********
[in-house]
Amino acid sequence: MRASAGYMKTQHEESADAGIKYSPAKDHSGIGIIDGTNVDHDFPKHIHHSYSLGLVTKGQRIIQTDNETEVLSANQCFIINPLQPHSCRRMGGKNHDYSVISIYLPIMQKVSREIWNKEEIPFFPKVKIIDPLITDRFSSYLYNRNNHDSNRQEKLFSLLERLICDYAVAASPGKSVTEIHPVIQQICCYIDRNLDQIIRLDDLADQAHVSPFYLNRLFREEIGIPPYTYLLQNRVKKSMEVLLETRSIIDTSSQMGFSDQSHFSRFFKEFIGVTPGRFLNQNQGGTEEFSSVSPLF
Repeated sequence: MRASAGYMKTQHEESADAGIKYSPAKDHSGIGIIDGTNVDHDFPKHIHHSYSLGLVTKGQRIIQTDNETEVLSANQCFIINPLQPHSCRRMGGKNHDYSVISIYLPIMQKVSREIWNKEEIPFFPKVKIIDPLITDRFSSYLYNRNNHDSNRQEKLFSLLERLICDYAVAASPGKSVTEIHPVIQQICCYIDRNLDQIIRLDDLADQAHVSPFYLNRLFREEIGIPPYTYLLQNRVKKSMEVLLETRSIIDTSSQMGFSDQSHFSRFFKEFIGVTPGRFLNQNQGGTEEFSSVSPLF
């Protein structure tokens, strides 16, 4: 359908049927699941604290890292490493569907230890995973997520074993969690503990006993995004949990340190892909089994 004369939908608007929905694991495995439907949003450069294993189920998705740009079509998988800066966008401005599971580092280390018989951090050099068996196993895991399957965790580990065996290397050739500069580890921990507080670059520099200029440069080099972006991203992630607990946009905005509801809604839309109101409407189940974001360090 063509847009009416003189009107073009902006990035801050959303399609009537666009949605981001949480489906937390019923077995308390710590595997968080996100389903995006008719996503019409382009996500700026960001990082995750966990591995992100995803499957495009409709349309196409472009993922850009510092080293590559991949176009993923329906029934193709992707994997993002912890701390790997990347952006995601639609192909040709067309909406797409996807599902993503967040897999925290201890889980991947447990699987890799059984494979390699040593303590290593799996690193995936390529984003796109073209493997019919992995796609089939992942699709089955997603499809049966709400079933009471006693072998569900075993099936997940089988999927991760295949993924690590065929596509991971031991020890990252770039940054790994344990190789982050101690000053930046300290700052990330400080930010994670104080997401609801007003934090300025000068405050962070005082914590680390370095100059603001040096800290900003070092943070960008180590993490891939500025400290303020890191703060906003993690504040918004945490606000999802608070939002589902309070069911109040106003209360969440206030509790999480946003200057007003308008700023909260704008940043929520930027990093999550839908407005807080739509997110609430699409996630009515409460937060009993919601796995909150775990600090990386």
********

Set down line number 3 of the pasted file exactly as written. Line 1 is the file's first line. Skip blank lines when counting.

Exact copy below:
Repeated sequence: MRASAGYMKTQHEESADAGIKYSPAKDHSGIGIIDGTNVDHDFPKHIHHSYSLGLVTKGQRIIQTDNETEVLSANQCFIINPLQPHSCRRMGGKNHDYSVISIYLPIMQKVSREIWNKEEIPFFPKVKIIDPLITDRFSSYLYNRNNHDSNRQEKLFSLLERLICDYAVAASPGKSVTEIHPVIQQICCYIDRNLDQIIRLDDLADQAHVSPFYLNRLFREEIGIPPYTYLLQNRVKKSMEVLLETRSIIDTSSQMGFSDQSHFSRFFKEFIGVTPGRFLNQNQGGTEEFSSVSPLF